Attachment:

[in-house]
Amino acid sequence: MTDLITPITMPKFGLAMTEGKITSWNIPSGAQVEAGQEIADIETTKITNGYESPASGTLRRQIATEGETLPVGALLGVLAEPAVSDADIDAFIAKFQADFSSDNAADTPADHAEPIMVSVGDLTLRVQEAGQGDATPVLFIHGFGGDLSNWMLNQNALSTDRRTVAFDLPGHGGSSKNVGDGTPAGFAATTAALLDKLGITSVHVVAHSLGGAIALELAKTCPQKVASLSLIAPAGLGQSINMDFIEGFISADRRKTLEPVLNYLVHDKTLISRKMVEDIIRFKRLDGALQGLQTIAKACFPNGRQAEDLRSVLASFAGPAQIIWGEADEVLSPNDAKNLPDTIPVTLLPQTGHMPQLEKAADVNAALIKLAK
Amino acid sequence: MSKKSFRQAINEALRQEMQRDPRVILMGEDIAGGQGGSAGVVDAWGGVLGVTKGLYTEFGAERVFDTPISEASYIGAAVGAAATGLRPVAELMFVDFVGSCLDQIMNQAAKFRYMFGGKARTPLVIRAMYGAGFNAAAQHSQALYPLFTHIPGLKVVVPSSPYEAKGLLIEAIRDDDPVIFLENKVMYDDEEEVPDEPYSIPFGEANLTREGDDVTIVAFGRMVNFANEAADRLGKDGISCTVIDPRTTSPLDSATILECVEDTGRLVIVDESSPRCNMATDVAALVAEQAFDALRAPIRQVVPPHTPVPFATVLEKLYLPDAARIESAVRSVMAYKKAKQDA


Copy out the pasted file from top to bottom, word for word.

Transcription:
[in-house]
Amino acid sequence: MTDLITPITMPKFGLAMTEGKITSWNIPSGAQVEAGQEIADIETTKITNGYESPASGTLRRQIATEGETLPVGALLGVLAEPAVSDADIDAFIAKFQADFSSDNAADTPADHAEPIMVSVGDLTLRVQEAGQGDATPVLFIHGFGGDLSNWMLNQNALSTDRRTVAFDLPGHGGSSKNVGDGTPAGFAATTAALLDKLGITSVHVVAHSLGGAIALELAKTCPQKVASLSLIAPAGLGQSINMDFIEGFISADRRKTLEPVLNYLVHDKTLISRKMVEDIIRFKRLDGALQGLQTIAKACFPNGRQAEDLRSVLASFAGPAQIIWGEADEVLSPNDAKNLPDTIPVTLLPQTGHMPQLEKAADVNAALIKLAK
Amino acid sequence: MSKKSFRQAINEALRQEMQRDPRVILMGEDIAGGQGGSAGVVDAWGGVLGVTKGLYTEFGAERVFDTPISEASYIGAAVGAAATGLRPVAELMFVDFVGSCLDQIMNQAAKFRYMFGGKARTPLVIRAMYGAGFNAAAQHSQALYPLFTHIPGLKVVVPSSPYEAKGLLIEAIRDDDPVIFLENKVMYDDEEEVPDEPYSIPFGEANLTREGDDVTIVAFGRMVNFANEAADRLGKDGISCTVIDPRTTSPLDSATILECVEDTGRLVIVDESSPRCNMATDVAALVAEQAFDALRAPIRQVVPPHTPVPFATVLEKLYLPDAARIESAVRSVMAYKKAKQDA